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Ankle eversion / foot tipping on hard packed and ice.

 Poster: A snowHead
Poster: A snowHead
@rjs, all I'm saying is that eversion of the ankle shouldn't be easily possible and that you edge the ski by moving the shin laterally into the hill and if required compensate by angulating out at the hip.
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 Obviously A snowHead isn't a real person
Obviously A snowHead isn't a real person
auntie masque wrote:

Mike pow, balance has little to do with edge grip, it's predominantly the 'perpendicular force' to the snow/ice surface generated by angulation which includes controled lateral knee movement to overcome the 'shear' force generated by gravity and the centripetal movement of the turn. Whilst wearing close fitting boots it may well feel that foot movement is possible but it is the overall change to leg and hip position that changes in response to what we feel is foot control. Ask a x-country skier about ankle mobility and edge control Twisted Evil


Fascinating rolling eyes


Quote:
What are they teaching you muppets Puzzled


Right back at you.

Having observed and taught self-proclaimed 'expert carvers', far too many are only concerned / conscious of the ski in front of their toes with little to no regard for the ski behind their heels.

A point I raised in the other thread you referenced.

Without the appropriate fore/aft, lateral and vertical balance - which is a dynamic thing and constantly changing - then full ski edge grip can not be achieved and maintained.
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 Well, the person's real but it's just a made up name, see?
Well, the person's real but it's just a made up name, see?
@Mike Pow, I don't disagree, all turns are dynamic and rely on the ability of the skier to adjust body position and movement to control the turn. Though modern ski shape has made it possible to 'park and ride' a carve from inception to completion with full edge grip. You are making a distinction between what may be called a 'casual carver' on equipment designed to flatter inadequate technique and a racer on equipment that is designed to challenge his/her skills. Teaching was a reference to basic classroom physics/applied maths not skiing.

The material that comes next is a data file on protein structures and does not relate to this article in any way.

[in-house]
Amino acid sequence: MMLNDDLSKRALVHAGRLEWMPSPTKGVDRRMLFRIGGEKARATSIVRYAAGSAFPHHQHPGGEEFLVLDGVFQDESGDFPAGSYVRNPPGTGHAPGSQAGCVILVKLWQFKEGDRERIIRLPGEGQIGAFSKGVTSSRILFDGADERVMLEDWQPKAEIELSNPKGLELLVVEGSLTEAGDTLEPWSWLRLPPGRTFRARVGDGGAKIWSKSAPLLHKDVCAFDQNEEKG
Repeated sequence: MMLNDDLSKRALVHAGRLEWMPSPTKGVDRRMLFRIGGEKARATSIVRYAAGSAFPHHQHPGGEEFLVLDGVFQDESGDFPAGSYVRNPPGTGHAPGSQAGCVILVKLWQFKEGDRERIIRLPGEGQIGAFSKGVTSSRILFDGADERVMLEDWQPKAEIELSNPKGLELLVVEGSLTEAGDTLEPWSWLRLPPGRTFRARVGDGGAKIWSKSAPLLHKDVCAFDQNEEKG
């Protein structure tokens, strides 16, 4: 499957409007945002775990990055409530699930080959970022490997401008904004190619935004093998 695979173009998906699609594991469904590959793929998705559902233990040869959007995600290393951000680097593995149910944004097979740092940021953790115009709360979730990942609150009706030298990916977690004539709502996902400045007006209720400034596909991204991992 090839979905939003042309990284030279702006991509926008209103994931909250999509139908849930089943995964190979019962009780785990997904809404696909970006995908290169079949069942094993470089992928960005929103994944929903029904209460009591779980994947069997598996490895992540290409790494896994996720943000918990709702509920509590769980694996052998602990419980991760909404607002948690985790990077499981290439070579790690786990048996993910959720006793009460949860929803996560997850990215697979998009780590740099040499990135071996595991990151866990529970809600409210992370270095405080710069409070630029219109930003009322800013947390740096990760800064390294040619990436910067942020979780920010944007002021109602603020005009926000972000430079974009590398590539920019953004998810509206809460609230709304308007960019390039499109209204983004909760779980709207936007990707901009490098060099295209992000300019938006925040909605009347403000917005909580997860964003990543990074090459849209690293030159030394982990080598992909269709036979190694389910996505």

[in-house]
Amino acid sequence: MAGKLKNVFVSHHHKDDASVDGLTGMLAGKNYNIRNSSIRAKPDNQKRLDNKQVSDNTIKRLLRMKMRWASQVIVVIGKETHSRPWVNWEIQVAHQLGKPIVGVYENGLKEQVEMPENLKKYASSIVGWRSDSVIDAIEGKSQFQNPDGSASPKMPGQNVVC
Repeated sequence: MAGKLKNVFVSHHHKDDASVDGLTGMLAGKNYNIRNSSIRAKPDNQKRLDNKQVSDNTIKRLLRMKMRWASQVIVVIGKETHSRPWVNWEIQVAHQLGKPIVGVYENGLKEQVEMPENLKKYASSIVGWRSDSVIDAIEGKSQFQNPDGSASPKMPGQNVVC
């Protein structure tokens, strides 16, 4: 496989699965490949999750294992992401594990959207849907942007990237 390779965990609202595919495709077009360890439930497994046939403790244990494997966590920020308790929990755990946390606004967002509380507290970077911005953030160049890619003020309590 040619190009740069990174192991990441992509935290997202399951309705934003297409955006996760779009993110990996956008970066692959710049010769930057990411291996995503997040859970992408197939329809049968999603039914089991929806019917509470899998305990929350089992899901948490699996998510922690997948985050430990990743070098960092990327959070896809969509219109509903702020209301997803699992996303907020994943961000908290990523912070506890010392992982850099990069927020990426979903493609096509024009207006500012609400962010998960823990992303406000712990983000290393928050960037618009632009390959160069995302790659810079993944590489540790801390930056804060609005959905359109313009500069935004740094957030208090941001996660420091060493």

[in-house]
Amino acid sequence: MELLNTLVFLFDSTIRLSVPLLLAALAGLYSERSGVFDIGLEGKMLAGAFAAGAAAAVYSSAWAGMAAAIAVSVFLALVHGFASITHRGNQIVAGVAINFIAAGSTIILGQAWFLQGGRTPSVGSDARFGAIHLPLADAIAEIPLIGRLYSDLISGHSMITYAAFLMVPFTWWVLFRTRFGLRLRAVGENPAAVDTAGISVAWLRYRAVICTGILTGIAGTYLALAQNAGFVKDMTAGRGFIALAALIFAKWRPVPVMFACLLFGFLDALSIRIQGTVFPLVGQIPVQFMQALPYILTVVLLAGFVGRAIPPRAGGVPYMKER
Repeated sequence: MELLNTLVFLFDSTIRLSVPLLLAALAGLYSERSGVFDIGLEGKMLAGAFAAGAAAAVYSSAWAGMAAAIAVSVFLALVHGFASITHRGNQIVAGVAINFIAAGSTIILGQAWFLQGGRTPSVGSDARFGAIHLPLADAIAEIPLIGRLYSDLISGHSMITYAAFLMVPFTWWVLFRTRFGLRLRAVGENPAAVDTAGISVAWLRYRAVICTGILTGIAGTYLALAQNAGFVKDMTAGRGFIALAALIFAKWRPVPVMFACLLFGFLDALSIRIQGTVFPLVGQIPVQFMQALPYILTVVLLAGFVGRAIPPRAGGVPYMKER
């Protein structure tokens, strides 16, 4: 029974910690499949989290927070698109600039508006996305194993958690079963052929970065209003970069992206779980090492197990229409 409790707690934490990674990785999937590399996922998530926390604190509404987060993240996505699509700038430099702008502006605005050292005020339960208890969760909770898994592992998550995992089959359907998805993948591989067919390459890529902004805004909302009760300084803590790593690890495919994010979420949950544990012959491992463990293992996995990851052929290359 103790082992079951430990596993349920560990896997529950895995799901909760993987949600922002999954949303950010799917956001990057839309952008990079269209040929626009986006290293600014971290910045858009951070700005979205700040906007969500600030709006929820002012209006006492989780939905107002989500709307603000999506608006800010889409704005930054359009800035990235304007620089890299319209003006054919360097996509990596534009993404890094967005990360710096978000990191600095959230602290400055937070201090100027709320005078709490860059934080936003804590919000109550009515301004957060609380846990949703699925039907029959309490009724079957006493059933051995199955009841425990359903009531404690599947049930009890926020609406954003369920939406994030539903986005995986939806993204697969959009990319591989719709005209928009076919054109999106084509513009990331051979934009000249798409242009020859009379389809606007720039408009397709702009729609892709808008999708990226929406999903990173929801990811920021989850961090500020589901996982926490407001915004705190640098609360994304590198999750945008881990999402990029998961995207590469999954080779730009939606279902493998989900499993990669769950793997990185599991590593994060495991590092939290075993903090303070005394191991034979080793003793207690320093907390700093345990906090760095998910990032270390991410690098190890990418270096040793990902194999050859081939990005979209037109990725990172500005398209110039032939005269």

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auntie masque wrote:
@Mike Pow, I don't disagree, all turns are dynamic and rely on the ability of the skier to adjust body position and movement to control the turn. Though modern ski shape has made it possible to 'park and ride' a carve from inception to completion with full edge grip. You are making a distinction between what may be called a 'casual carver' on equipment designed to flatter inadequate technique and a racer on equipment that is designed to challenge his/her skills. Teaching was a reference to basic classroom physics/applied maths not skiing.


I don't classify 'park and ride' skiing as carving. It's a high speed traverse with little to no curvature in the turn shape.

Neither that nor what you call 'casual carving' will get the job done on the OP's icy scenario.
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 Anyway, snowHeads is much more fun if you do.
Anyway, snowHeads is much more fun if you do.
Quote:

snowheads68 wrote:
Doesn't hip angulation only come into play in long turns? No time to do it in medium, or certainly short turns.

Hip angulation works fine in short turns too. Watch any video of slalom skiing.


Exactly
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snowheads68 wrote:
Is this the key to getting grip on ice/ hard packed?

I find it helps more than anything and can really feel the weight going through the inside edge of the outside ski. This is crucial on ice to avoid slipping caused by rotary forces. The reason ice skates grip is because the blade is in the middle of the foot and the weight goes through it.



Yeah, totally agree. Discovering this made the difference between “ice - yikes! Avoid at all costs” and “ice - yippee, love it!”

It’s a TINY movement, but makes all the difference. I’m not trying to carve on ice btw, but do a controlled skidded turn. Means I can go where I want to, instead of the skis taking me for a spin.
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